Lawyers who are approaching retirement and practice in firms with multiple partners will need to delve into some issues separate from those faced by solos and the smallest firms.
The Crucial Role of the Partnership Agreement
It is essential, of course, to develop a strategy for successfully transitioning client relationships and other responsibilities to other partners or qualified associates in the firm. However, the first step for those who work in multi-partner firms is to review their partnership agreement. Of course, this raises the issue that far too many law firms do not have a written partnership agreement.
But putting that issue aside for now, focus on understanding your rights and options as you begin to plan your exit from the firm—especially as this will have a significant impact on both the timing and the financial aspects of your retirement plans. Too few lawyers understand their partnership agreement, having leapt at the chance to become partner but not actually reading the agreement itself. Or they read it years ago, but do not remember pertinent provisions. Lawyers nearing retirement age in a multi-partner firm, however, should be able to answer certain questions about their partnership agreement.
You will need to first consider whether is the agreement has a buyout provision for the firm’s partners. Your potential movement into an “of counsel,” “counsel emeritus,” or equivalent position, or out of the firm entirely, will also be governed by such provisions (or the statutory equivalent in the absence of a written agreement).
But, of course, there are other questions to ask about the partnership agreement’s terms so that senior lawyers can know what the answers may mean for their financial future. Some key issues include:
- How much did you actually pay to join the firm?
- Does the firm consider there is goodwill for your interest in the firm?
- Will you receive severance and a share of the firm’s receivables when you leave?
- Presuming there is a buyout provision, will the money be paid to you in a lump sum, or in monthly or other increments?
- Are you a personal signatory to the firm’s line of credit or lease?
- Would you have to pay anything if you left in six months? In one year? In five years?
- Will you be able to continue your health, disability or similar insurance coverage through the firm?
You should ask other, broader, questions also, particularly if the firm has been experiencing financial difficulties. For one, do you know if your up-front contribution has gone for the improvement of the firm, or is it being split among the other partners? Do you know if there are only certain times of the year (for example, your anniversary date or the last day of the fiscal year) when you can leave and get your full investment back? The partner who can’t answer such questions is probably guilty of personal financial negligence—and may find that retirement plans need to be altered considerably.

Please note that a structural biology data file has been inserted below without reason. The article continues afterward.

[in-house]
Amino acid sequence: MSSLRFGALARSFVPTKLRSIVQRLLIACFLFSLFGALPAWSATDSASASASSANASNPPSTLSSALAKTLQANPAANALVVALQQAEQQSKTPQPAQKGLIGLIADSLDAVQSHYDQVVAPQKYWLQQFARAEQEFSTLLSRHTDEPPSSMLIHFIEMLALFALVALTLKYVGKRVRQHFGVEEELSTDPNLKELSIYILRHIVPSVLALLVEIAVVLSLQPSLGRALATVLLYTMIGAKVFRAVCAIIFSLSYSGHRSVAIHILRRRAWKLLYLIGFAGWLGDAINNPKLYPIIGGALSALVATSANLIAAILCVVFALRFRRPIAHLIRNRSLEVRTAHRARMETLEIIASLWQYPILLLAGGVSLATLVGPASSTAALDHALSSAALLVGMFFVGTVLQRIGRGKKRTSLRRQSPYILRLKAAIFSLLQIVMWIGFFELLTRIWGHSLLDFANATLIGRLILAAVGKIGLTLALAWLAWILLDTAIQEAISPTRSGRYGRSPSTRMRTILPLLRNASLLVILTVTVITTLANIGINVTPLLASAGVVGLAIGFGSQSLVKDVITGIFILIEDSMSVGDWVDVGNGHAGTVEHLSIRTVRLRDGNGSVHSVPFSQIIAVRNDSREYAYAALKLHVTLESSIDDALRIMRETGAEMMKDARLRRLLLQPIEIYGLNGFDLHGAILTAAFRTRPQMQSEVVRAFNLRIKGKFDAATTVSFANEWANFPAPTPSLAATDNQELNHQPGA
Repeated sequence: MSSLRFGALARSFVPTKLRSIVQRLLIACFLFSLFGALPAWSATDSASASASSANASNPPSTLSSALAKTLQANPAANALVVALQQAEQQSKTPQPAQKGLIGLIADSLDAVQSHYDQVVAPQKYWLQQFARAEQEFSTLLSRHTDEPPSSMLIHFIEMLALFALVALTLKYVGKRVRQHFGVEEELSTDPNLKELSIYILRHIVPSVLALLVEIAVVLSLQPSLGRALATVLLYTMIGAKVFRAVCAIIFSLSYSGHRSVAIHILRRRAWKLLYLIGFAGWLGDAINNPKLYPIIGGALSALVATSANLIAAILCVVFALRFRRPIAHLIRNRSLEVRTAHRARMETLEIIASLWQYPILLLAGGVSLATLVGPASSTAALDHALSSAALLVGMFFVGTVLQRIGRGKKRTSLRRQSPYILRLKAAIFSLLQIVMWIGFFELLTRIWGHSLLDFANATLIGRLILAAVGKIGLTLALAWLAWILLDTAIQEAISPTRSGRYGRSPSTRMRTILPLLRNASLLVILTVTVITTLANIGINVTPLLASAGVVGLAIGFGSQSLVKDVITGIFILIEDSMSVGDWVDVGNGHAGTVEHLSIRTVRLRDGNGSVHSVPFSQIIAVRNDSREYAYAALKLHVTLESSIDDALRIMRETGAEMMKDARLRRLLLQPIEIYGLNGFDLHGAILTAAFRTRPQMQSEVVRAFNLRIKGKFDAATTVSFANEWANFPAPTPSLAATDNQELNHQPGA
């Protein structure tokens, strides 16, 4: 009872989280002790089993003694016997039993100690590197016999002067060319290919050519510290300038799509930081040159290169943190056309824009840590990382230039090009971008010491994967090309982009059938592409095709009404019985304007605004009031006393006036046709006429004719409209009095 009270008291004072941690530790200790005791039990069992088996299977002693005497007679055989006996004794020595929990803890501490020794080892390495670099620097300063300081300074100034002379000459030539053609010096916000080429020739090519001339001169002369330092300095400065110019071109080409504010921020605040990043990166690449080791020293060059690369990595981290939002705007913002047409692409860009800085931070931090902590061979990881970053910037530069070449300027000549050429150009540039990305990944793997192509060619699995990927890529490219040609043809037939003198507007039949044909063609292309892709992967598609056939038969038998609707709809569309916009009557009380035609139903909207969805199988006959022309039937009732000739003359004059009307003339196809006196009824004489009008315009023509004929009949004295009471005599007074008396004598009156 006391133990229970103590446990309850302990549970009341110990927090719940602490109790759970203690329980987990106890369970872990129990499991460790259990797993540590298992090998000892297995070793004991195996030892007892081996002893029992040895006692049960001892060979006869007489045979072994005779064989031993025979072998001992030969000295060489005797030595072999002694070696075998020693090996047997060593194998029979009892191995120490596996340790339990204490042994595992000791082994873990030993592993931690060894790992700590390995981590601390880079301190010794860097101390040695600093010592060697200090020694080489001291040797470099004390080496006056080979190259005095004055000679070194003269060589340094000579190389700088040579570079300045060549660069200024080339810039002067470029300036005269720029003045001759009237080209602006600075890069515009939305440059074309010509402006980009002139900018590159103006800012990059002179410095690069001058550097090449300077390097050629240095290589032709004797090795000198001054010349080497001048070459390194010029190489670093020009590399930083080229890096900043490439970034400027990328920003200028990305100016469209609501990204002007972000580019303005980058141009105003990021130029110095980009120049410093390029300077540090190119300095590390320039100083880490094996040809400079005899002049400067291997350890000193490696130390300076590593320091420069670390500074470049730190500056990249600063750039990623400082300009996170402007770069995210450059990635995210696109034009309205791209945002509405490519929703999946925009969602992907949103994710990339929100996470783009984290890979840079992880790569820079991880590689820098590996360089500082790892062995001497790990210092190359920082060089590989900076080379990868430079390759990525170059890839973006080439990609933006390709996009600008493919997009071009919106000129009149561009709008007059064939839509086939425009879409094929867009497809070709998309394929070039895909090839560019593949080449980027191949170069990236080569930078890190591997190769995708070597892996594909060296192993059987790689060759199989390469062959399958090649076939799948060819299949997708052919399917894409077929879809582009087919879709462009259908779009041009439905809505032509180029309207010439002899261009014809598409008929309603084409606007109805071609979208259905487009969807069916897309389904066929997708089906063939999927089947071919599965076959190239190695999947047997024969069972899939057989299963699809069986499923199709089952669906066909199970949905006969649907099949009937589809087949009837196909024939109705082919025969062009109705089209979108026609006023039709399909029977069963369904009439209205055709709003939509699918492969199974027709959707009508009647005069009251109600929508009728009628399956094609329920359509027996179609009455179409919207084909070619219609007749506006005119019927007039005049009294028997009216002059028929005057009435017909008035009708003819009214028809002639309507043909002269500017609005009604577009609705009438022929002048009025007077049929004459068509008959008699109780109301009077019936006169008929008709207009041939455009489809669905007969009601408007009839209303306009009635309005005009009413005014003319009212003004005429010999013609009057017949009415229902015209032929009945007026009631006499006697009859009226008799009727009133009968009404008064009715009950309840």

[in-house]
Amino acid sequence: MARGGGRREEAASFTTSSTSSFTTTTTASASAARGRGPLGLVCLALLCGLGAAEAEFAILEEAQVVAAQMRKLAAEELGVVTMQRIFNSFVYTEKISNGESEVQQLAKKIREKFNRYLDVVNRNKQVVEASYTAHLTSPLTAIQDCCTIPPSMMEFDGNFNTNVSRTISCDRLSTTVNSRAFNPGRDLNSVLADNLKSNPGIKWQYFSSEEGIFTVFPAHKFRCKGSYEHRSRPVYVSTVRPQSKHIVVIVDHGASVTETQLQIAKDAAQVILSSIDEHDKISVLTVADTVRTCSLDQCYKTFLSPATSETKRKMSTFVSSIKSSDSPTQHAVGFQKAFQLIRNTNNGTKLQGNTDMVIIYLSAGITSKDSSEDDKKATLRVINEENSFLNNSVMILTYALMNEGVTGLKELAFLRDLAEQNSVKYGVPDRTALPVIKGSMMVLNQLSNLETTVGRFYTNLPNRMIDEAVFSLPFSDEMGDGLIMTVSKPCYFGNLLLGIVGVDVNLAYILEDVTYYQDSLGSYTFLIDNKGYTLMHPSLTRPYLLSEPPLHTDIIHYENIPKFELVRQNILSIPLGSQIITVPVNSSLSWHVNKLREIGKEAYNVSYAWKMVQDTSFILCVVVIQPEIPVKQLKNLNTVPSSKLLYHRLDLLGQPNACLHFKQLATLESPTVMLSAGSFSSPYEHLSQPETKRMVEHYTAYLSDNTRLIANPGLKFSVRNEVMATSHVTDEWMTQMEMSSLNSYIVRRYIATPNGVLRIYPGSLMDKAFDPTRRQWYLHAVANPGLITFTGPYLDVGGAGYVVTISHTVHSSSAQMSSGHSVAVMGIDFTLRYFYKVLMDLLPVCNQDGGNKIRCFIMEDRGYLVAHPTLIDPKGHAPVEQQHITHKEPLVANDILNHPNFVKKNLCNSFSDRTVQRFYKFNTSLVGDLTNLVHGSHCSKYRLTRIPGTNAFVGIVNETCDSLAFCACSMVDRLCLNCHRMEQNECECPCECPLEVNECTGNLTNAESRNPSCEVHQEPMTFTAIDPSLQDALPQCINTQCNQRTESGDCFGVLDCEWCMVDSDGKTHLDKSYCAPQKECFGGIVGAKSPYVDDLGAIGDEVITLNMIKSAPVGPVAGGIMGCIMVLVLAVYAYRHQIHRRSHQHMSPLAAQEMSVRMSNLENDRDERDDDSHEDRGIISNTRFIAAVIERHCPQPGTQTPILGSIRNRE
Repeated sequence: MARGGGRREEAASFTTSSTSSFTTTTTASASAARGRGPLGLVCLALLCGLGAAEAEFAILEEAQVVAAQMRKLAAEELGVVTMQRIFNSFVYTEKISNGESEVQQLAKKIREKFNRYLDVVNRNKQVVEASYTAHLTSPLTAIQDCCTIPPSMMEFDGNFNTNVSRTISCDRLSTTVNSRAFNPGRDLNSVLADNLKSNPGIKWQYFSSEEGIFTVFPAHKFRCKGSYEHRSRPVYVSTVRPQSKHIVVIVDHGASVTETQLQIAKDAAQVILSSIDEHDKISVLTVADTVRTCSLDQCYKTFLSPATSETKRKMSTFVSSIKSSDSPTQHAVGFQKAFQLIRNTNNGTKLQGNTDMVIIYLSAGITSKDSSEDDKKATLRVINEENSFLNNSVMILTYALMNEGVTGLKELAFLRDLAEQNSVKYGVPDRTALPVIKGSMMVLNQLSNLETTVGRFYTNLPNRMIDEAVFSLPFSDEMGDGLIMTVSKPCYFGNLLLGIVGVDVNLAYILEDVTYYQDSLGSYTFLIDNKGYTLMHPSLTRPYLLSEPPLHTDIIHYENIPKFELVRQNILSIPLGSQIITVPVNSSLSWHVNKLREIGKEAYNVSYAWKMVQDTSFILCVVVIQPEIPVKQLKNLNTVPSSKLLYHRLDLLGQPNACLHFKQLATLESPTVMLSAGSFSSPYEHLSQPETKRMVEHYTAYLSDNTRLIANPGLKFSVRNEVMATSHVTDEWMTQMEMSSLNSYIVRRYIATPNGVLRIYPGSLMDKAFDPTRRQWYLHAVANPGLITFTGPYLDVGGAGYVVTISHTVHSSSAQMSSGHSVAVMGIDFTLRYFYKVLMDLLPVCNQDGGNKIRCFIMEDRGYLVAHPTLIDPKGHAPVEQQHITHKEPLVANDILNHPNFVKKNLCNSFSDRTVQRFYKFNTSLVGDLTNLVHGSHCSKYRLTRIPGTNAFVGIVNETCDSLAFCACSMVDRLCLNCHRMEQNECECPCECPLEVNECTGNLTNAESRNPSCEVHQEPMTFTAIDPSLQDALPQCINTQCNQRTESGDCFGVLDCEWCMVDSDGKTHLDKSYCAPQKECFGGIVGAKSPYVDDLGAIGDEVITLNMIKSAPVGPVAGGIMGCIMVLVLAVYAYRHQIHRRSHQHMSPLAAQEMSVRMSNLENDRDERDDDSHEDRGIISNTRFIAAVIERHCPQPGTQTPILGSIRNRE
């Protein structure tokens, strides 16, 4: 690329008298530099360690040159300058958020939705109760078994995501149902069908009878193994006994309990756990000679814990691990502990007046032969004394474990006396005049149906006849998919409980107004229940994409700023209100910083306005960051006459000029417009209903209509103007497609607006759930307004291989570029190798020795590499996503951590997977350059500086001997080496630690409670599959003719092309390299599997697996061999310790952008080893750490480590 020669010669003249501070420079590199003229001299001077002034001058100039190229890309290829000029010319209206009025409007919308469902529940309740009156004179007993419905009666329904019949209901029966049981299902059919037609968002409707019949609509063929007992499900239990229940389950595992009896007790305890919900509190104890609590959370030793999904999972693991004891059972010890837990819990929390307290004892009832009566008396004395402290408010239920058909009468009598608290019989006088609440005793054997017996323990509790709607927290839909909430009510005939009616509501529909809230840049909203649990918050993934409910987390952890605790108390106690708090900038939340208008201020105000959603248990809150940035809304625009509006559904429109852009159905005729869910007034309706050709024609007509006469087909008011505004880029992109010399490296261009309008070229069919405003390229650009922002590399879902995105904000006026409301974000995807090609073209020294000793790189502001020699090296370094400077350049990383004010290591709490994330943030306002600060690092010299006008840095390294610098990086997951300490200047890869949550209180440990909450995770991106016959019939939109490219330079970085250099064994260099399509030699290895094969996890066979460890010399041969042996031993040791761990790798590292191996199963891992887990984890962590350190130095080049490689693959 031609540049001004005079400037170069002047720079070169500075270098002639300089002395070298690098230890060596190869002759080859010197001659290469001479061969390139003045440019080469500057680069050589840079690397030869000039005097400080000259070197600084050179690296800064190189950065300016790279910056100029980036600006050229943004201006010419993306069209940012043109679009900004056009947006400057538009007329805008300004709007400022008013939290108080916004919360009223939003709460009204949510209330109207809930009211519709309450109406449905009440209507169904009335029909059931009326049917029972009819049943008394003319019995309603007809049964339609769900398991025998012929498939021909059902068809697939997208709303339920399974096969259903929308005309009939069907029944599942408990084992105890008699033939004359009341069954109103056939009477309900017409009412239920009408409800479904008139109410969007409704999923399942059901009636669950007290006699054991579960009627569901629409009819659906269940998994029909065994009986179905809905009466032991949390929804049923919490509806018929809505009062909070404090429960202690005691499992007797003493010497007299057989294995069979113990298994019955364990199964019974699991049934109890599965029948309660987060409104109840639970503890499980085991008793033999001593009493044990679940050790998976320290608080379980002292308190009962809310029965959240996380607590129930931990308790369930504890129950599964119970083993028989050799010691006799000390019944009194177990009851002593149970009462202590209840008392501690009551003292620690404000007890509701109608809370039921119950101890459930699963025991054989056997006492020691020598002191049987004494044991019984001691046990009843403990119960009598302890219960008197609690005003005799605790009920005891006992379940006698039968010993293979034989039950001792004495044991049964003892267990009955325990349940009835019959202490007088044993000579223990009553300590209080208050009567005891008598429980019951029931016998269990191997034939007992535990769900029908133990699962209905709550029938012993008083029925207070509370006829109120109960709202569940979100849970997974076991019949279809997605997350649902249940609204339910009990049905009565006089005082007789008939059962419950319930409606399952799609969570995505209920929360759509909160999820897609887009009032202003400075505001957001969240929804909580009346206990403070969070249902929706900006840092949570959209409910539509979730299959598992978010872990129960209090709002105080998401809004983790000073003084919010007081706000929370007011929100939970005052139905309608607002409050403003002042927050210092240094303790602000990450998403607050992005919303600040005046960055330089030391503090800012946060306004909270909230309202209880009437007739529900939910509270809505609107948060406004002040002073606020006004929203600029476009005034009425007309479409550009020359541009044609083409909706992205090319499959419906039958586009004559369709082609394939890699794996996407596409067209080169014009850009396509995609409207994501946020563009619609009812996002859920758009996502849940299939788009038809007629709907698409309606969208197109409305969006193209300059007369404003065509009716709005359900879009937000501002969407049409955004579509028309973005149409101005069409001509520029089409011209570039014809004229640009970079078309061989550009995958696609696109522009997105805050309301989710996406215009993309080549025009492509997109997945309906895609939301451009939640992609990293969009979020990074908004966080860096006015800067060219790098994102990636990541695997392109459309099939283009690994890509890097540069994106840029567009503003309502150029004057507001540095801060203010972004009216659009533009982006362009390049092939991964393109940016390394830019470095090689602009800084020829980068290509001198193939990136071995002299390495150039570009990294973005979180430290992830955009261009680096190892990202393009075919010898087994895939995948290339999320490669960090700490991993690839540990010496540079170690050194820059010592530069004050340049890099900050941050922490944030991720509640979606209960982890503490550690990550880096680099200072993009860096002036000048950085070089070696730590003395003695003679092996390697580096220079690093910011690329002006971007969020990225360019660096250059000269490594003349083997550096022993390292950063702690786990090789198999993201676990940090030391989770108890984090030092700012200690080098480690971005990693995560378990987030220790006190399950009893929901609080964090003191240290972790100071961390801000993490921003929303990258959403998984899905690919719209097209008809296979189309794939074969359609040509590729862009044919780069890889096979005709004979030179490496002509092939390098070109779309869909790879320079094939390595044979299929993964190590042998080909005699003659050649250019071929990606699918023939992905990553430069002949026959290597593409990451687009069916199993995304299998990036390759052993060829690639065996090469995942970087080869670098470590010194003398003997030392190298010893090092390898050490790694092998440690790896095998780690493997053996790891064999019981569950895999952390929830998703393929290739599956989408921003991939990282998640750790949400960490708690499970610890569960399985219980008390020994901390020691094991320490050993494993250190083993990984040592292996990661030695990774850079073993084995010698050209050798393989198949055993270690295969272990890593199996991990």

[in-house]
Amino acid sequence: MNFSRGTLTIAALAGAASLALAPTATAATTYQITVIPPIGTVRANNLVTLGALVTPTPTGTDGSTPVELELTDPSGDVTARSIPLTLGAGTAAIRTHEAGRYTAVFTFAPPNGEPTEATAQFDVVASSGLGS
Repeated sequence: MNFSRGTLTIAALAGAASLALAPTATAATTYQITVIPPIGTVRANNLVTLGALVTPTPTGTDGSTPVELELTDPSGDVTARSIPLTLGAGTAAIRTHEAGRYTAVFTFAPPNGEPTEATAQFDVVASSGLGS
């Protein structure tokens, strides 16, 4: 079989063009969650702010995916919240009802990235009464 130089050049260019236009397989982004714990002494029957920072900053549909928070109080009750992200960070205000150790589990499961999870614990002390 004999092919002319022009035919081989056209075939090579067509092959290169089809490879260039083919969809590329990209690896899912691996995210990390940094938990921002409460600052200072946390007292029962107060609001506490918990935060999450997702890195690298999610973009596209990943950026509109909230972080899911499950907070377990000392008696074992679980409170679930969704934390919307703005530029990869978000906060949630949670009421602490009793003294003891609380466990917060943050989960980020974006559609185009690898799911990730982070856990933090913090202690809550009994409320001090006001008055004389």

Here’s an important story about the timing of the agreement’s review and why it is such a critical early step: A number of years ago, one of my clients, who was a founding partner of her small law firm, wanted to retire from the firm to take a position on the bench. I advised her to review the firm’s partnership agreement before I started on a course of action to guide her in the transition. She procrastinated on the review as I moved forward on her work, still urging her to review the agreement. It was only when my assignment was close to completion that she finally reviewed the details of her partnership agreement. To her horror, she found that while the partners had agreed to take their proportionate share of the then-existing accounts receivable upon their exits, it was only if the notice of termination came in December of each year. The reasons for this are irrelevant here, but the net result was that a move would have cost her several hundreds of thousands of dollars—a cost that effectively put an end to her opportunity to leave the firm for the bench at that time.
Assuming, however, that you review your partnership agreement and separation or termination is economically feasible, you can then announce your wishes to the remaining stakeholders and work with them to structure a specific time frame for your departure. Importantly, this needs to include a mechanism to decide which remaining lawyers in the firm will be primarily responsible for the clients with whom you currently are the relationship-and-billing manager.